While on vacation, I got caught in a poolside conversation about money, as one does when they’re a financial planner. The conversation was about a wealthy family friend who gifted each of their adult children an 8-figure sum of money and how one of the children has already spent the multi-million dollar gift.
It’s incredibly shocking and almost unfathomable, yet it makes complete sense simultaneously. In the wealth management space, we often hear about, and sometimes see firsthand, how the transfer of wealth doesn’t always go as planned.
More Money, More Problems
Several common themes are present in situations where an individual outlives their inheritance. One of the more obvious themes is lifestyle inflation. The presence of a major windfall can make it seem as though all of one’s financial dreams have come true. Many of my clients who have received an inheritance ask to discuss topics like undergoing major home renovations, purchasing a second home, or buying a new car.
An unverified statistic in the wealth management space suggests it takes the average inheritor just 19 days from the date of receipt to buy a new car. I believe it. Lifestyle inflation can also appear as being overly charitable, to the point that the heir has given away an amount of money that negatively impacts their finances.
To combat this, consider hiring a financial planner to determine just how much lifestyle creep you can afford. A good advisor should be able to provide some guardrails on how much an heir can reasonably distribute from the portfolio annually.
You Can’t Teach Drive, But You Can Teach Financial Literacy
Several public figures have publicly declared their intention not to leave their children with an inheritance. At Bedel Financial, we work with private citizens whose wealth is not readily known to the public or their children. This is because many parents choose to hide their wealth. Both tactics are a parent’s way of instilling drive in their kids. When a surprise inheritance catches adult children, the money can sometimes fall into the hands of an unprepared heir.
Do not shy away from money talks! One of the tried and true methods to making wealth last generations is establishing financial literacy. This can be done without showing one’s cards regarding asset base or income level. There is a lifetime of opportunities to discuss banking, investing, borrowing costs, budgeting, taxes, and other financial topics.
Positive signs of an educated heir include someone who has demonstrated the ability to live within their means, saving and investing for their own future, and understanding the power of compounding interest. These goals are within reach for a young adult, so there’s no time to waste!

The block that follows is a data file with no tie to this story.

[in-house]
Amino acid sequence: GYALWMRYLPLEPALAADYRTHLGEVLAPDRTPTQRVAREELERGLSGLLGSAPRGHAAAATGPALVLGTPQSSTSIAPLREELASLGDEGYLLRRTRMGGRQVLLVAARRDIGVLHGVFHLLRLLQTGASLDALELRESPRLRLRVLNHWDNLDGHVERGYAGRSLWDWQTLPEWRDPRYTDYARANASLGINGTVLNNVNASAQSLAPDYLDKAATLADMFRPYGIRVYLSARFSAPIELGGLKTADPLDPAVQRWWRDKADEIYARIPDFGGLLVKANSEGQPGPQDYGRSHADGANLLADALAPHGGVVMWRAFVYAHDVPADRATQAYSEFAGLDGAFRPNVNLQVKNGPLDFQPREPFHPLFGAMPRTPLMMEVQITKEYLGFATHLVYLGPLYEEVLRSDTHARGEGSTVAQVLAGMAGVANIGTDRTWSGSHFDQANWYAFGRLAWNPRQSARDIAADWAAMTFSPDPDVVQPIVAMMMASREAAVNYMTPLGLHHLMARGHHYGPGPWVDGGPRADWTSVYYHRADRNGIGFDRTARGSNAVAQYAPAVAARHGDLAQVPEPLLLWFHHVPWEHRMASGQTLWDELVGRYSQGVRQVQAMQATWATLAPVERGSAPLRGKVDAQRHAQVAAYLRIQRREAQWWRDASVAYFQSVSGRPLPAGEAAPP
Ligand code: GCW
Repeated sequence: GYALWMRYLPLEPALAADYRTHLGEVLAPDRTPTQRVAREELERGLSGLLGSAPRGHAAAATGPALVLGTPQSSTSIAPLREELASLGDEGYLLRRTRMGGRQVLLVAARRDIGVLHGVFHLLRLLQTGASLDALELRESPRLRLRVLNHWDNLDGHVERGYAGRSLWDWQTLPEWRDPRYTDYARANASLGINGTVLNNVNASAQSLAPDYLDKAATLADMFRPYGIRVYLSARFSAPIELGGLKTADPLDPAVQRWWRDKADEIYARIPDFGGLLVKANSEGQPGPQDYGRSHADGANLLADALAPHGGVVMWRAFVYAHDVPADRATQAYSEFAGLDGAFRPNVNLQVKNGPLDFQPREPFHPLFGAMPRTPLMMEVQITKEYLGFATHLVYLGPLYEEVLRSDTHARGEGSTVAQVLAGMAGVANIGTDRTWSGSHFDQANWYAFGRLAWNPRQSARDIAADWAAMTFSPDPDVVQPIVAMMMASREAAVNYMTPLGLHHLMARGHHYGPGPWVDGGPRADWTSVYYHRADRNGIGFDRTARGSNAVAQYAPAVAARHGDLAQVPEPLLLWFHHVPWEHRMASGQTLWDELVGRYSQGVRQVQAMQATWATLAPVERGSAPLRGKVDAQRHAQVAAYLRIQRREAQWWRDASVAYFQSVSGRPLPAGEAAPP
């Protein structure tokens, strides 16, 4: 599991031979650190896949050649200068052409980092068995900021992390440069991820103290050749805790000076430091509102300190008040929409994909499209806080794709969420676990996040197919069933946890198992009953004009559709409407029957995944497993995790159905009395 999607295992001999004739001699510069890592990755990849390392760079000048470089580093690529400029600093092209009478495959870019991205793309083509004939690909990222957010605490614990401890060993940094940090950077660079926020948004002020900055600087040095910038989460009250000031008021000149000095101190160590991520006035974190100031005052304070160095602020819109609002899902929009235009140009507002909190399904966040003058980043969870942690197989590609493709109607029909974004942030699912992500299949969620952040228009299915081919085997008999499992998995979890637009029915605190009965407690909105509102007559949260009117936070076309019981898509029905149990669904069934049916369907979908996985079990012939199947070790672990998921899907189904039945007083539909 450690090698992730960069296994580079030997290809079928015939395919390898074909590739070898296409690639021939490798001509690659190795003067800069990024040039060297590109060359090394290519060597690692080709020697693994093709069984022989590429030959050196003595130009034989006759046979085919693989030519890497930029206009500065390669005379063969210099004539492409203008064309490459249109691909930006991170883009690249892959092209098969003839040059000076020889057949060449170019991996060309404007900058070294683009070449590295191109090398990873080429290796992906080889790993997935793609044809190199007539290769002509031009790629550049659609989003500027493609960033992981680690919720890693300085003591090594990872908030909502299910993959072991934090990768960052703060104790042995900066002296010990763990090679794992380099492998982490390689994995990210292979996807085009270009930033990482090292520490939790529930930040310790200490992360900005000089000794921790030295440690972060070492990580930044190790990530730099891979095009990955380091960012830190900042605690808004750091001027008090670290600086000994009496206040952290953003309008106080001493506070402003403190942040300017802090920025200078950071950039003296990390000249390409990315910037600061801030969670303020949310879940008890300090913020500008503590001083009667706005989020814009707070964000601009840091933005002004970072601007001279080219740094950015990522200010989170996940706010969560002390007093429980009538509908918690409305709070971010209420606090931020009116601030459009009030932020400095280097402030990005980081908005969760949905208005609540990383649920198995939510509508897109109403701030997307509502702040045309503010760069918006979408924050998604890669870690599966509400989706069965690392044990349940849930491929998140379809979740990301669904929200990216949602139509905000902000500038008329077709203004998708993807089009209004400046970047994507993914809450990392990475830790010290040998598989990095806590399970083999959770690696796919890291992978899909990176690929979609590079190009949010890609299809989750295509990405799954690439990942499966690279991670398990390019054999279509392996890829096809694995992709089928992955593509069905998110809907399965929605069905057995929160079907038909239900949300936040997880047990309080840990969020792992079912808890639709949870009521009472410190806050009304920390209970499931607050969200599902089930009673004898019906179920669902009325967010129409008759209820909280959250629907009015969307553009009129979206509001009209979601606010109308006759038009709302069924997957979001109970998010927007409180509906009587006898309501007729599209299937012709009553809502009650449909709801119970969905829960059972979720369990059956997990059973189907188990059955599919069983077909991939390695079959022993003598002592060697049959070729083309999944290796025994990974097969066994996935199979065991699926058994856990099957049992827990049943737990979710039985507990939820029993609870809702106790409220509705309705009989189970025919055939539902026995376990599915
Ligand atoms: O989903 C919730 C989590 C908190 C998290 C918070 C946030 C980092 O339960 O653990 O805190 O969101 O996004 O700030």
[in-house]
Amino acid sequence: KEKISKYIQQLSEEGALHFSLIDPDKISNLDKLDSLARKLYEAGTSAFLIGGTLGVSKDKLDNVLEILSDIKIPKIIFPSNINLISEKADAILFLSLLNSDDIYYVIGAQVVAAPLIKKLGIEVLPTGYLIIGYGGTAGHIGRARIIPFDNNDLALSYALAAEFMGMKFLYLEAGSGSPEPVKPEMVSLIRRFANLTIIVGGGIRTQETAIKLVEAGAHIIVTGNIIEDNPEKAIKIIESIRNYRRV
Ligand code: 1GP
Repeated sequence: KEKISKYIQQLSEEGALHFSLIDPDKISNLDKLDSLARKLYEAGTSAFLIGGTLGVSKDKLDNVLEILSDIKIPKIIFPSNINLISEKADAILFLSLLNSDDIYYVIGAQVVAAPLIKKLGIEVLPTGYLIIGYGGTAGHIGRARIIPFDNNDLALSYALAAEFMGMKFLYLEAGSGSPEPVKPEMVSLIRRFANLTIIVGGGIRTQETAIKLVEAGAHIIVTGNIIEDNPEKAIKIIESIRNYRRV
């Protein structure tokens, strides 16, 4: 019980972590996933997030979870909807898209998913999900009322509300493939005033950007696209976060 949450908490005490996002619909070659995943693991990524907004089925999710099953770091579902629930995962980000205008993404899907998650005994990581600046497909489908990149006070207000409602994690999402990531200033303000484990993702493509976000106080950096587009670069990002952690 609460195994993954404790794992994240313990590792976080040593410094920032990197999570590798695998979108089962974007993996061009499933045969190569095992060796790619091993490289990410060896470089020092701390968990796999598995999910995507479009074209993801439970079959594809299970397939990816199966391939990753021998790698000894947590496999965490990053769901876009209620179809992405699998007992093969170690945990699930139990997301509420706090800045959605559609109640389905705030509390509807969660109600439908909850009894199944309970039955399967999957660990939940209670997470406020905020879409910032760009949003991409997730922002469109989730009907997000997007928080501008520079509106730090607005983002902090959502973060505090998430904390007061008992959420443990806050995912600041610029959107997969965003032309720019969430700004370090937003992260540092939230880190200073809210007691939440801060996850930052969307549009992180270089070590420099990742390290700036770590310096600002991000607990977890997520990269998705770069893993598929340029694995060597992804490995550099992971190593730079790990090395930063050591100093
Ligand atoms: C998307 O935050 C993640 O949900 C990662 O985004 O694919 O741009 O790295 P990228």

Values Make it Stick
Sometimes, the loss of generational wealth can be tied back to a disconnect about the greater purpose of money. The older generation must pass along family values, especially if they relate to how that wealth was initially created. Values help guide an heir’s decision-making and shape their perception of money.
For instance, my grandfather on my mom’s side owned and operated a family business. He values the entrepreneurial spirit and several of his children have gone on to hang out their own shingle.
Meanwhile, my grandparents on my dad’s side valued frugality. Their wealth was generated at the end of my grandfather’s career, so much of their lives were spent in a lower economic class. While caring for my grandma in her final years, she would send me to the grocery store to pick up a hot lunch from the deli, but not without a coupon! While my grandparents carry different values, there are important lessons to be learned on both sides.
Trust in the Trust
Sometimes, as with the example in the opening paragraph, an heir cannot properly manage finances. Substance abuse, lack of financial literacy, disruptions to mental health, or other factors may cause some concern when transitioning wealth.
This is where trust comes into play. Establishing a trust is an excellent step to help a troubled heir with the burden of managing an inheritance. With a trust, the grantor can trust that the assets within will be handled diligently by a third party to benefit their heir.
The greatest wealth transition in history is here! When you pass, you don’t get to take your money with you, so avoiding the common pitfalls of wealth transfer is best. Prepare your heirs, talk openly about money, pass along family values, and don’t be afraid to implement a trust.
Schedule a Consultation
We have helped our clients answer these questions and more. If you want a clear understanding of your financial future, and need help making changes to reach your goals, schedule a consultation and we can get started.
The material has been gathered from sources believed to be reliable, however Bedel Financial Consulting, Inc. cannot guarantee the accuracy or completeness of such information, and certain information presented here may have been condensed or summarized from its original source. To determine which investments or planning strategies may be appropriate for you, consult your financial advisor or other industry professional prior to investing or implementing a planning strategy. This article is not intended to provide investment, tax or legal advice, and nothing contained in these materials should be taken as such. Investment Advisory services are offered through Bedel Financial Consulting, Inc. Advisory services are only offered where Bedel Financial Consulting, Inc. and its representatives are properly licensed or exempt from licensure. No advice may be rendered unless a client agreement is in place.
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